No contest—Darrell Green. The guy might not run for months, then come out and do a 4.2 in the 40-yard dash. I taped his ankles for 20 years. One day late in his career, I told him I’d taped another cornerback who had played the position for 17 years—Pat Fischer. Darrell says, “Yeah, but I played a tougher corner than he did.”
What made the Hogs so special?
There was a real bond there between all those guys, and I really admired that group. They played hard, and they played for each other—always putting their teammates first. And they were a group of really tough guys. Jeff Bostic was undersized. Joe Jacoby had been a free agent and had a lot to prove. Russ Grimm was the leader. It was just a special group of guys who came together, and Joe Bugel was obviously a big part of it. He put his arms around them, and they really responded.
What kind of advice would you give all those weekend warriors on how to prepare for their sports?
A lot of people will just sit around until the season comes around, then they’ll go out there the first day, run around at full speed, and pull a muscle or twist an ankle. You have to prepare yourself. Start stretching, working out, and be prepared when the season starts. It’s just common sense.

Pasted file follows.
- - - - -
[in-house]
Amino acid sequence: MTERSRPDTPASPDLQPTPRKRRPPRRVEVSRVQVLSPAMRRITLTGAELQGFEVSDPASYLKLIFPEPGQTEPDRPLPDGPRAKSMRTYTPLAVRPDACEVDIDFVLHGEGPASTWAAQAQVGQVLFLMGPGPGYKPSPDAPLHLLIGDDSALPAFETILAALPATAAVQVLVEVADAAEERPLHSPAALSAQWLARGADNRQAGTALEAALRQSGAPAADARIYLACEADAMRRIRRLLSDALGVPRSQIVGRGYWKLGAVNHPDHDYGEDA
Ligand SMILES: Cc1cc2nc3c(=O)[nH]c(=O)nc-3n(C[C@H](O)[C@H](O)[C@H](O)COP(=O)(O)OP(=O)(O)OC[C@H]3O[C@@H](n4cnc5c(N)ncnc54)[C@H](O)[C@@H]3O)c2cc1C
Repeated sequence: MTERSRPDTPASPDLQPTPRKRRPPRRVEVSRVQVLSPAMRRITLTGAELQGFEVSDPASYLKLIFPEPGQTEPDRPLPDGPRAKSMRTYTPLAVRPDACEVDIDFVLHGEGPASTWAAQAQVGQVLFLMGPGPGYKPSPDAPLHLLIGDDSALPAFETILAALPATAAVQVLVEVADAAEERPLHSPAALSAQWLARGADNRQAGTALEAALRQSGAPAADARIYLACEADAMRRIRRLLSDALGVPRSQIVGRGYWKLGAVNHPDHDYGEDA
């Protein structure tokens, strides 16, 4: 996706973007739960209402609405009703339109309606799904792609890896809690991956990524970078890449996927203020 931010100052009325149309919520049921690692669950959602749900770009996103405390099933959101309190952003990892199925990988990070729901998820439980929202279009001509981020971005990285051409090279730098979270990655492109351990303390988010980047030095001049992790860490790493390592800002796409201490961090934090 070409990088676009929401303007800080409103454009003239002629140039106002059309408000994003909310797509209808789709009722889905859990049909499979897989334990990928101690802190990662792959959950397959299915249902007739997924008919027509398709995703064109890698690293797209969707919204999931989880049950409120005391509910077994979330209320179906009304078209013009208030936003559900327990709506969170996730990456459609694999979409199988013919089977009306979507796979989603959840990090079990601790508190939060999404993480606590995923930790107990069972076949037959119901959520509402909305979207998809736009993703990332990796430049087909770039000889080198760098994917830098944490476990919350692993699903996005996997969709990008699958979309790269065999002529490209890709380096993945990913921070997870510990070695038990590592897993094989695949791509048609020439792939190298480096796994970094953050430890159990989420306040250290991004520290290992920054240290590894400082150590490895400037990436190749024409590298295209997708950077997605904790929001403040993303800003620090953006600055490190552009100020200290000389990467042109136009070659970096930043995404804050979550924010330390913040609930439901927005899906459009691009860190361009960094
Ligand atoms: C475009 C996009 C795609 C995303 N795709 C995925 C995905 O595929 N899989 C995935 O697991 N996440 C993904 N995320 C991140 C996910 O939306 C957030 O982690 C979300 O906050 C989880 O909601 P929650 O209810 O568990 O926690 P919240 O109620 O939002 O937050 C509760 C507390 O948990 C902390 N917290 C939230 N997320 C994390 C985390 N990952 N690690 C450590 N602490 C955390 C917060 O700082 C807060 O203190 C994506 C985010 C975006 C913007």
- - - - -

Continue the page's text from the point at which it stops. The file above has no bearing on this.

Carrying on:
How has the role of team trainer changed from when you joined the organization in 1971?
George Allen had ten assistant coaches, and Joe Gibbs had 20 his second time around. When I started as assistant trainer, I also ran the weight room and worked the off-season conditioning program. There were only two of us in the training room. Last year, there were five—and also three strength-and-conditioning coaches. Back then, we had a whirlpool, an ultrasound machine, a heat lamp, and an ice machine. Players would come in, get in the whirlpool, loosen up, and go to practice. Now we have two full-time therapists and two certified athletic trainers. Everything is computerized—every workout and rehabilitation program for every player. The standard of care in the NFL now is ice and immediately an MRI so we know exactly what’s wrong.